Indeed, a survey we conducted of 1,224 foreign nationals who were studying at U.S. universities in 2009, or who had just graduated, revealed that they believed that the U.S. was no longer the destination of choice for professional careers. Most did not want to stay for very long. Fifty eight percent of Indian, 54% of Chinese, and 40% of European students said that they would stay in the U.S. for at least a few years after graduation if given the chance, but only 6% of Indian, 10% of Chinese, and 15% of European students said they want to stay permanently. The largest group of respondents� 55% of Indian, 40% of Chinese, and 30% of European students�wanted to return home within five years. This is very different than what used to be the norm in previous decades: the vast majority of Indians and Chinese stayed permanently.
Our surveys, in 2008, of 1,203 Indian and Chinese immigrants who had worked in or received their education in the U.S. and returned to their home countries revealed that although restrictive immigration policies had caused some returnees to depart, the most significant factors in the decision to return home were career opportunities, family ties, and quality of life. The move home also served as a career catalyst. For example, only 10% of the Indian returnees held senior management positions in the U.S., but 44% found jobs at this level in India. Chinese returnees went from 9% in senior management in the U.S. to 36% in China. The vast majority thought that quality of life, professional advancement, and family ties were at least as good at home as in the U.S.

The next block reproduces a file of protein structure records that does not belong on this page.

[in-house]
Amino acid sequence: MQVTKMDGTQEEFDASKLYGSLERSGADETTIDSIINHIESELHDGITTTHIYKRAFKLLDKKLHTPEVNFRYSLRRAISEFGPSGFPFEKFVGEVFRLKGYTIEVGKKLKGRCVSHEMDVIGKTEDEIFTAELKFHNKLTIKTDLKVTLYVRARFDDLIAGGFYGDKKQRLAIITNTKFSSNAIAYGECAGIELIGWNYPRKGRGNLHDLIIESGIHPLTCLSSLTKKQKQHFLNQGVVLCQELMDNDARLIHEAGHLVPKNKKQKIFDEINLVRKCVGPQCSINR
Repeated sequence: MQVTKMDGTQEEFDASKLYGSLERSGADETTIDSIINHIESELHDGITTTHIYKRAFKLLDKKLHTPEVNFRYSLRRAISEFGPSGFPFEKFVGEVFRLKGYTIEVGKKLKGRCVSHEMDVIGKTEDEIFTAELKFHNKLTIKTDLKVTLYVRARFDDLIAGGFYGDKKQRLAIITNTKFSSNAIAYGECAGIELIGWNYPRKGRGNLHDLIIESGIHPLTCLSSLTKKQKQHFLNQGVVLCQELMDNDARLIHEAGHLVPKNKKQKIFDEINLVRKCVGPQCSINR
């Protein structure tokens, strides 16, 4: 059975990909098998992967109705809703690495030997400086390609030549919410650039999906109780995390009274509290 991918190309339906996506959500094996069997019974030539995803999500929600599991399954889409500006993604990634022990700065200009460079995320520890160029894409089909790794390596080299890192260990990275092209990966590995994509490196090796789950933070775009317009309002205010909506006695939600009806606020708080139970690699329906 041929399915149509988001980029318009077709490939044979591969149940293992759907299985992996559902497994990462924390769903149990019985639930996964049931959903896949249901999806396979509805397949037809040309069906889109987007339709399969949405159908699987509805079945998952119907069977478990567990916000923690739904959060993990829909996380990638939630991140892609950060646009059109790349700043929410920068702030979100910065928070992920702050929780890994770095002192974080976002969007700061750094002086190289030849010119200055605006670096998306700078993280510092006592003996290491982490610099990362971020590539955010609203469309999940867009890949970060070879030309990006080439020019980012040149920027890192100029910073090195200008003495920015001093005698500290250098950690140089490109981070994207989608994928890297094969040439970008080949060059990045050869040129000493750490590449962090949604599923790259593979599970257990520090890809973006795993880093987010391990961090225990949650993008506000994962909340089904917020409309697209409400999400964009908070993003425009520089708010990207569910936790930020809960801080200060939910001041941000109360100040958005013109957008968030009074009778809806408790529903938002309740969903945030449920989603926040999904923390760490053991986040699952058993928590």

The majority of the people we surveyed said they planned to start a business within five years. When we published our research, many experts said that this is where returnees would face the greatest frustration�that the weak infrastructure in India; authoritarianism in China; and corruption and red tape and lack of funding in both countries would be a severe handicap. In other words, when it came to competition from startups in India and China, the U.S. had nothing to worry about.
So, last September, we initiated a project to learn how the entrepreneurship landscape in India and China compares to the U.S. We wanted to learn why these entrepreneurs returned, what their perceptions of the entrepreneurial climate in their home countries were, what the advantages and disadvantages of working in India and China were over working in the U.S., and what types of ties they maintained to the U.S.
We were really surprised at what we learned. In the next installment, I�ll discuss our findings.
Standing Up for Guest Workers (http://www.nytimes.com/2011/05/02/opinion/02mon3.html) New York Times Editorial